When Christy Clark took over as premier, she added $15 million to last year's grants. But this year, it's once again cut to $120 million.
Clark announced a review of the gambling grants Tuesday, to be headed by Skip Triplett, a consultant and former college president. He's supposed to consult around the province and report by Oct. 31 on better ways of doing the grants.
He is to look at everything - the levels of funding, the criteria, the application process.
The review is overdue. Charities have been getting pushed around on gambling revenue since at least the 1970s. They originally sold lottery tickets in the province, earning commission on the sales that supported their activities. The government pushed them out to make more money.
They ran casinos and bingos, but were shoved out of those activities as well, with the promise that their revenues would be protected. That sparked a lot of fighting when the promise was broken. In 1997, the association representing non-profits that had been involved in gambling signed an agreement with government guaranteeing them 33 per cent of gambling revenues.
If the deal had been kept, charities would be getting about $400 million a year today, not $120 million.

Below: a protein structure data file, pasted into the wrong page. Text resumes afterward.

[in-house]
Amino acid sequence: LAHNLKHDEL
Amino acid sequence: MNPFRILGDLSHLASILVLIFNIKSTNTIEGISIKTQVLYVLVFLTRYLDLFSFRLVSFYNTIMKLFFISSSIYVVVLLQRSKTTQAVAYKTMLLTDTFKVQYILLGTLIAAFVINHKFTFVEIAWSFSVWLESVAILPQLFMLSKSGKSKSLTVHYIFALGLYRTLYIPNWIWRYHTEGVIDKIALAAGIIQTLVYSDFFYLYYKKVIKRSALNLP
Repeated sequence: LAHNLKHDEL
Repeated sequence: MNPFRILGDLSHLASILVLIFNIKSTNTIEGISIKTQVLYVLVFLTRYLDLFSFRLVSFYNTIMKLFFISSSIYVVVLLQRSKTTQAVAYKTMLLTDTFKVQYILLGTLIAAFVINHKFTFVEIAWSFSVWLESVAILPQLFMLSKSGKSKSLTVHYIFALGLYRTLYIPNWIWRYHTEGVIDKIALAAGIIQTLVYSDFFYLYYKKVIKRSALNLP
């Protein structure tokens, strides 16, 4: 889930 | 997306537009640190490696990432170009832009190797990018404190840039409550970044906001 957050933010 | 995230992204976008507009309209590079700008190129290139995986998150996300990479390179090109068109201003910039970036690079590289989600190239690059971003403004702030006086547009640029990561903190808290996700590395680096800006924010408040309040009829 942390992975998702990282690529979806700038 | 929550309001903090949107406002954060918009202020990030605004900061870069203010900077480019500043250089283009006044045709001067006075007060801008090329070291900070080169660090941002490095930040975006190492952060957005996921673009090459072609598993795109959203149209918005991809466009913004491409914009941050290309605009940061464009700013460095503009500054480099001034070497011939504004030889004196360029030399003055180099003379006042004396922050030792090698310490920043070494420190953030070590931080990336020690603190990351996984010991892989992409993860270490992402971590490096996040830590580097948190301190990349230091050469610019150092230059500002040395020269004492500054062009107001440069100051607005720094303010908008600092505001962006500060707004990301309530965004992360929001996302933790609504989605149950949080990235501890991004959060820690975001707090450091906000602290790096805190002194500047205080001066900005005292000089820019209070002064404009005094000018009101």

But the Liberals said they wouldn't honour the written agreement.
This year, the government expects to make about $1.2 billion from gambling - lotteries, casinos and online betting. (Which works out to an astonishing $265 in gambling losses for every man, woman and child in the province.)
Non-profits will get $120 million from gambling grants. Communities that have casinos and gambling centres will share $82 million, an incentive to encourage them to accept businesses unpopular with many residents.
And the government will keep the rest - about $1 billion.
The grants are vital to most of the approximately 6,000 organizations that get some funding under the program. School parent advisory councils get $20 per student, for example. Ski patrols, community youth programs, patient support groups, arts organizations - the list is long. The average grant is about $20,000.
The money is never their sole source of income. They fundraise on top of the contributions. But the grants provide a critical support.
There are always grants that could be questioned, by at least some people. But a closer look generally finds the groups are doing useful work.
The review could be useful as well, though many of the needed improvements to the program are obvious. The funding is almost always year-to-year, for example. Multi-year agreements - assuming outcomes are met - would allow much better planning.
The grant criteria are subject to arbitrary changes at any time. When the government chopped grants in 2009, for example, it took particular aim at grants to arts organizations.
The review should be helpful. The grants are part of the justification for expanding gambling. They make a significant difference in communities across the province. It's past time for a proper policy.
Footnote: It's puzzling that MLAs couldn't have done much of this work. The legislature rarely sits and they are supposed to be aware of the opinions of people in their constituencies. At a minimum, they could have reduced the need for provincewide consultations.